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Observational assessments tend to take place over multiple observations. These multiple observations are necessary because, in order to diagnose a disorder, behaviors must exist in multiple environments (typically). A person cannot only exhibit a behavior in one environment (work) because other factors could bring about the behavior (outside of a mental disorder).
As for observational assessments, psychologists and psychiatrists use multiple techniques. Formal, informal, direct, indirect, and naturalistic observations all help to assess clients.
Formal observations are observations which define precise times, dates, environments, behaviors, and recording methods (tallies, recordings, time intervals).
Informal observations do not include any specifics about the observation. The observer does not make an appointment, have a specific behavior he or she is looking for, has no named recording method, and can show up in any environment (school, home, work).
Indirect observations are not observations where the observer is in contact with the client. Instead, an indirect observation is conducted through interviews with those who know the client (parents, teachers, siblings). These can be very formal (with pre-written questions) or informal (the interview leads itself).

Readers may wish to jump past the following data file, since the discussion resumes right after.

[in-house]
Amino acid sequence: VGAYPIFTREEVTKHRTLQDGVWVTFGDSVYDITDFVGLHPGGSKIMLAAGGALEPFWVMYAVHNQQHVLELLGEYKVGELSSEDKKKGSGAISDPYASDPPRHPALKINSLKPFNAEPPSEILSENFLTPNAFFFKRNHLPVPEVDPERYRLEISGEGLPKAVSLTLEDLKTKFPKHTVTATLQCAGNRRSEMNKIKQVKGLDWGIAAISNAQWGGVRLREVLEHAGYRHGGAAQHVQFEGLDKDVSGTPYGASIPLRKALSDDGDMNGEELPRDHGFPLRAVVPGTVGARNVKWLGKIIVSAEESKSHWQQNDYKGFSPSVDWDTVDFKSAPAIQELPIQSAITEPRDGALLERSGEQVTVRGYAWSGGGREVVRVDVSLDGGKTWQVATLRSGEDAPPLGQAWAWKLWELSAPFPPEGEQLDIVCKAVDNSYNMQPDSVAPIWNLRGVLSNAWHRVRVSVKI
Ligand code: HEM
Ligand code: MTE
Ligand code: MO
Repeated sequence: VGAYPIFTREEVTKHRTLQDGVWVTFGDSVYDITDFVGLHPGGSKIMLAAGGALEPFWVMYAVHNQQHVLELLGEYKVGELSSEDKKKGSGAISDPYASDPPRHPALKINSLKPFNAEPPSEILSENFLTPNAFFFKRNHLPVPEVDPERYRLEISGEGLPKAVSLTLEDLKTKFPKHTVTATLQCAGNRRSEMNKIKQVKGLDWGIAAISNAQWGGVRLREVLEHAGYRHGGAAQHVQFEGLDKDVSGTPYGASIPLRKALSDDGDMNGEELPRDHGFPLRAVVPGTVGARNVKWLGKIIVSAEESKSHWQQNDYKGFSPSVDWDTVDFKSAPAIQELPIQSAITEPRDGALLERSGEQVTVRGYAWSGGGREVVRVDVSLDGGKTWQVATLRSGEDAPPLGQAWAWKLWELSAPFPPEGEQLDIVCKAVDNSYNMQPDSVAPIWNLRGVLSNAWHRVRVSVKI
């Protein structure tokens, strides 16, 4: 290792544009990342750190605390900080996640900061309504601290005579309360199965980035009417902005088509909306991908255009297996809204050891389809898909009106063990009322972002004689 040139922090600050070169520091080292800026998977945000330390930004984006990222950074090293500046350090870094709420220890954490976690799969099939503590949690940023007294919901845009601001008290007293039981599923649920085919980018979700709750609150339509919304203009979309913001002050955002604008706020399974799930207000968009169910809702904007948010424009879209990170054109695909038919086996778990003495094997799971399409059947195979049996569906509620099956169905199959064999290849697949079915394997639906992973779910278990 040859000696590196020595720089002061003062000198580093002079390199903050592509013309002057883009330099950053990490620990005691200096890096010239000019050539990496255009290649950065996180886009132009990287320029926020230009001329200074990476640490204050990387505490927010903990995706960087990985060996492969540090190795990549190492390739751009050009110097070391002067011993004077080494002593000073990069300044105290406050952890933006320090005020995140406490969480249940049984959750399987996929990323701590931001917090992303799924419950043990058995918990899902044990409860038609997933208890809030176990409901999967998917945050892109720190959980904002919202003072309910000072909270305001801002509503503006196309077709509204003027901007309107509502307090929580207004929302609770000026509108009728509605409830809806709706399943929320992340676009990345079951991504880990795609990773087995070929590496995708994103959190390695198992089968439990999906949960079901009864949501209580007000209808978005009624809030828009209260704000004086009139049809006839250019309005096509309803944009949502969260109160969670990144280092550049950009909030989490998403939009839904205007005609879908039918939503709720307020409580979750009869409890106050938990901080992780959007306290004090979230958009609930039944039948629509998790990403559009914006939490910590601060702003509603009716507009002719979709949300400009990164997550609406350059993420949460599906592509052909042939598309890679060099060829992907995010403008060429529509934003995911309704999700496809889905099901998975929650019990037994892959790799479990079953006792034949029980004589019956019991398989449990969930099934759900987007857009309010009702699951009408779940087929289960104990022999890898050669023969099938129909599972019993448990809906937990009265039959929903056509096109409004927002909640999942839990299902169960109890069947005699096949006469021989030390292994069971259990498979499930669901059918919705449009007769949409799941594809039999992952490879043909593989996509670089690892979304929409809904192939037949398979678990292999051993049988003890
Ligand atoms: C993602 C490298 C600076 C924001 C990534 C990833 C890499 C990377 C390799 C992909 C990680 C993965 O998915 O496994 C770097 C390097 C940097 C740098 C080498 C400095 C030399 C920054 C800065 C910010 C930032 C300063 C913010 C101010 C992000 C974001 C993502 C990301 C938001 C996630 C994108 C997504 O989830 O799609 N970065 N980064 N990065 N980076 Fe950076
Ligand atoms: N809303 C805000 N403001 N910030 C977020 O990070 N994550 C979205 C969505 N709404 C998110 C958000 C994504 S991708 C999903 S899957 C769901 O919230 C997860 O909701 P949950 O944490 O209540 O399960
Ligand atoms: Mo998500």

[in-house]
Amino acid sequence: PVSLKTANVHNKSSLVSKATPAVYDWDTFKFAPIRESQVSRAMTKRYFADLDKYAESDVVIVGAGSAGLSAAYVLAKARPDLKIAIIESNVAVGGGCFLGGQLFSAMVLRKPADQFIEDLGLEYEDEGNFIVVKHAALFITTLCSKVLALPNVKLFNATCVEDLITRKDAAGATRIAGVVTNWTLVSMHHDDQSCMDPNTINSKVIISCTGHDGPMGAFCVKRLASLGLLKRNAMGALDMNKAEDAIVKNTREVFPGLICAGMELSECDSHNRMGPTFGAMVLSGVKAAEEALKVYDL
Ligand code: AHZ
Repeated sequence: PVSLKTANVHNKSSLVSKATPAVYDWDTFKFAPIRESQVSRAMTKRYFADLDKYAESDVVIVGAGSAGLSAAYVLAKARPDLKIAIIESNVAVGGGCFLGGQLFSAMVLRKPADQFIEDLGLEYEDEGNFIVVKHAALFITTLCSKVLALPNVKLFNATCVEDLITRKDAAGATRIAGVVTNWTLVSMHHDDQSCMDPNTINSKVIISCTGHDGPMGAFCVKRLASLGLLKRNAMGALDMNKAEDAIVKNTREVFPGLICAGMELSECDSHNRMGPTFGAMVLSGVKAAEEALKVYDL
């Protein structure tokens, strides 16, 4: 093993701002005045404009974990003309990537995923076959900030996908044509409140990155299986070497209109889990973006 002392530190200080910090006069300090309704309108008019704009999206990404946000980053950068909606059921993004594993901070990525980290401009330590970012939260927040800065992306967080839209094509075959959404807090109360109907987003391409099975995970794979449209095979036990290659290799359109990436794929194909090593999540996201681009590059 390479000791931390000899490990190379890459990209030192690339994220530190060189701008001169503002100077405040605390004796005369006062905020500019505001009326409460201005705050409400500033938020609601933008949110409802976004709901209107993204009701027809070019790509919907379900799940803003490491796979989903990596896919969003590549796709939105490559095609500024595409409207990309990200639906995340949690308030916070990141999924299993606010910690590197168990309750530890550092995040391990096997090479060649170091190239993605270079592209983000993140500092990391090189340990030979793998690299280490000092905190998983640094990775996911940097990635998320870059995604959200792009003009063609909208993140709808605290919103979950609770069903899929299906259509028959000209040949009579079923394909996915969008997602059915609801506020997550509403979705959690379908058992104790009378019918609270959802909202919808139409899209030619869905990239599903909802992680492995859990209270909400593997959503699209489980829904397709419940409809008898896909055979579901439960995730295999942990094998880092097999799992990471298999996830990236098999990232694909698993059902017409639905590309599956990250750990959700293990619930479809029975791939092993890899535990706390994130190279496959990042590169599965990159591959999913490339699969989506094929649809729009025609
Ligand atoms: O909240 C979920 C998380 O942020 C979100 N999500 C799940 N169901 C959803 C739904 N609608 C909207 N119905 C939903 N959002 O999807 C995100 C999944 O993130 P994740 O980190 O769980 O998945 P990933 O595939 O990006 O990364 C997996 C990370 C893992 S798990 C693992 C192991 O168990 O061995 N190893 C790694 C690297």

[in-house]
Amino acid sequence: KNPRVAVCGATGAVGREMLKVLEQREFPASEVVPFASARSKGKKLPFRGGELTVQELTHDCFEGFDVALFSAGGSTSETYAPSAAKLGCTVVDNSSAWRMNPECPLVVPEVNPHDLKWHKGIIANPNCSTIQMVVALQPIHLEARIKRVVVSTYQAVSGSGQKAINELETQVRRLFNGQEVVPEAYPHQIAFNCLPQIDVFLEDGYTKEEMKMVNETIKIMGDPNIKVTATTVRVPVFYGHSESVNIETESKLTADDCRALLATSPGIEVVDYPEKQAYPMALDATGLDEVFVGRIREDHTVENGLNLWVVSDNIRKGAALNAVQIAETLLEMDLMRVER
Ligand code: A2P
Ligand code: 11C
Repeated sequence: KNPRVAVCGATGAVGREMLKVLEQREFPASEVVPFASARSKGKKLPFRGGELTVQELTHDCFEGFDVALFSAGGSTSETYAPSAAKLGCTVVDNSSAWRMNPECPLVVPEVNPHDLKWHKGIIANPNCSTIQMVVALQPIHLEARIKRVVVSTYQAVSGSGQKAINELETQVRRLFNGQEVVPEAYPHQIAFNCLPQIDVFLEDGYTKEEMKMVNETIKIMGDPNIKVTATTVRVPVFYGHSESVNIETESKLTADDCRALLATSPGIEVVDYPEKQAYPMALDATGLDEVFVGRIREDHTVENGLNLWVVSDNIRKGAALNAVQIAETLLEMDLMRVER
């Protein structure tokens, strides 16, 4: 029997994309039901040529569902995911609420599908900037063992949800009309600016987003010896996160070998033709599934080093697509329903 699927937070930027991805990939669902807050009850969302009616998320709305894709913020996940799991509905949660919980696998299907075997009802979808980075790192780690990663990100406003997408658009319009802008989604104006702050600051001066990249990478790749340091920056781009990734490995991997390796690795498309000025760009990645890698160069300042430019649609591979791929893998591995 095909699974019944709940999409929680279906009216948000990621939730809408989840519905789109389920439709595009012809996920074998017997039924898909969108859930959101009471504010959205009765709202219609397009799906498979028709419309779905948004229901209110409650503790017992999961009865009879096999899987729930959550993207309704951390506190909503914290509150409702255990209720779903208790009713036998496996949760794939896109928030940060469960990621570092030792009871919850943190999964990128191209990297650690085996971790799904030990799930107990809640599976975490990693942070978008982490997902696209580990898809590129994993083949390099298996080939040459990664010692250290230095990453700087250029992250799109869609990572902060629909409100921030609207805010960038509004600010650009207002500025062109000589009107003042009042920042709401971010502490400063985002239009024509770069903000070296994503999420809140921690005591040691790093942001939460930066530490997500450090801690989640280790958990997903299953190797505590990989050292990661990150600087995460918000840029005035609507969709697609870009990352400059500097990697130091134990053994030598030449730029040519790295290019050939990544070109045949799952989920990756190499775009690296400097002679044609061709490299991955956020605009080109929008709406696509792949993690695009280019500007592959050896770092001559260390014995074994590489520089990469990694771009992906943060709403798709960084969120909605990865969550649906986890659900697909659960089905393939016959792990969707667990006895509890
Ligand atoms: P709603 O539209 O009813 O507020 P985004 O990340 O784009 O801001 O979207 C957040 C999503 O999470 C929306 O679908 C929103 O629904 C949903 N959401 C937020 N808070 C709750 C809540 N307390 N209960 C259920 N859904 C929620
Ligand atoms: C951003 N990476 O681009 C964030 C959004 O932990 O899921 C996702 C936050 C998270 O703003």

Direct observations are those made by the psychologist, psychiatrist, or observer. He or she is the one who actually witnesses the behavior.
Naturalistic observations take place in the natural environment of the client. This environment is not altered in any way by the observer. (The observer is not trying to illicit a behavior.)
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